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Dealing with Jealousy

While jealousy is a natural part of relationships, it also has a nasty habit of tearing them apart.

When your other half has the cheek to suggest you aren’t always the centre of their world (how dare they), a little twinge of jealousy can be laughed off. However, deeply embedded insecurity can quickly overpower a relationship.

Sometimes, jealousy is completely understandable. Other times, it can be blown out of proportion. Here’s how to calmly and effectively deal with jealousy.

Gif I'm Cool from New Girl

Identify the Source

Before you get too caught up in your jealousy, take an objective look at why you may be feeling this way. Consider whether the source of your jealousy is a real issue or a false threat as it’s easy to overthink things – we all do it! None of us like to admit when we’re wrong but make sure your jealousy isn’t unreasonable.

In many cases, jealousy rears its ugly head when someone is given more attention than us. It can make us feel pushed aside and like our partner has lost interest, but it usually has an innocent explanation. It could be that they’re going through a tough time and your OH is simply being a good friend. Softly approach the topic to put your worries at ease.

Every relationship goes through its ups and downs. Often, outside factors can impact our relationships without us realising. For example, a stressful time at work can make us feel disconnected from our partner – and this is enough to make you feel jealous. If you’re feeling a little distant, arrange a date night to reconnect or have a naughty evening in.

Make sure you’re only looking at your situation. It’s easy for our feelings to be influenced by separate events. If your friend has just discovered a partner’s affair or you’ve had a bad relationship in the past, you’re more likely to obsess over the same thing happening.

Beyonce peering at Jay-Z's phone

Dealing with Jealousy

As with anything when we bottle it up, we take it out on others and eventually explode. Passive-aggressiveness won’t do anything except damage your relationship, so try to be open with your partner – after all, that’s how relationships should be!  It’s far better to say ‘hey, I saw you checking that guy out and it bothered me’ than to secretly worry about it.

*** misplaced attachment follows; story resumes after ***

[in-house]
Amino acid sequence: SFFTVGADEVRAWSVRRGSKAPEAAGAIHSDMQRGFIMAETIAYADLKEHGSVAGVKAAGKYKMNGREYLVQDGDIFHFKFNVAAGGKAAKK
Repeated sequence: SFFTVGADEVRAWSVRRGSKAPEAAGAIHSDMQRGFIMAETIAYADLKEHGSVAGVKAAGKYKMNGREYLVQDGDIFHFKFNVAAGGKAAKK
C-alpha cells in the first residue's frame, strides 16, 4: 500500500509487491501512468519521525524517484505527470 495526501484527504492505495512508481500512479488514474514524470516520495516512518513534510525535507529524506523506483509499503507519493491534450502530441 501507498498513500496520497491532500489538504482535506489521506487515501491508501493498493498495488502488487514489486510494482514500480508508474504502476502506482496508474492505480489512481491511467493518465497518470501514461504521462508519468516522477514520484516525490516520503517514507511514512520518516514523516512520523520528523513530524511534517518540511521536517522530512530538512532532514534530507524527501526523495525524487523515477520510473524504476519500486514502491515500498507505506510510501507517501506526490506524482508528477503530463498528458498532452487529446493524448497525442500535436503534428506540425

Whatever the cause of your jealousy is, your OH can’t help until you tell them. Once they know what made you feel this way, they can avoid repeating their actions. Whether it’s to text you if they’re going to be home late or to make an effort to be more appreciative, it’s the little things that can really make a difference.

However, make sure these are done as compromises rather than ‘rules’. You both have the freedom to be individuals, so embrace that and don’t try to create restrictions. If you do, you’re opening yourselves up to obsessiveness and an unhealthy relationship. It’s like pressing the big red button; if you’re told you can’t do something, you immediately want to do it.

You might find it beneficial to take a step away from your relationship. This doesn’t have to be as extreme as going on a break, but a fun weekend away with your friends (without partners!) will give you a chance to breathe.

Imagine one of your friends is in your position. What advice would you give them? We may not always be good at taking our own advice but it can be a huge help.

Gif of Jennifer Aniston nodding

When Your Jealousy is Justifiable

A relationship should be built on trust. If you or your partner are consistently feeling jealous, you need to consider whether the issue is more deeply rooted into your relationship.

If you know (not just think!) your partner is being dishonest, it’s completely understandable to feel jealous and upset. You have to confront them to try and understand why they’re lying, before questioning what this means for your relationship.

 

Finally, accept your jealousy – you aren’t a bad person for feeling this way! Make sure you talk to each other before it starts to take control.

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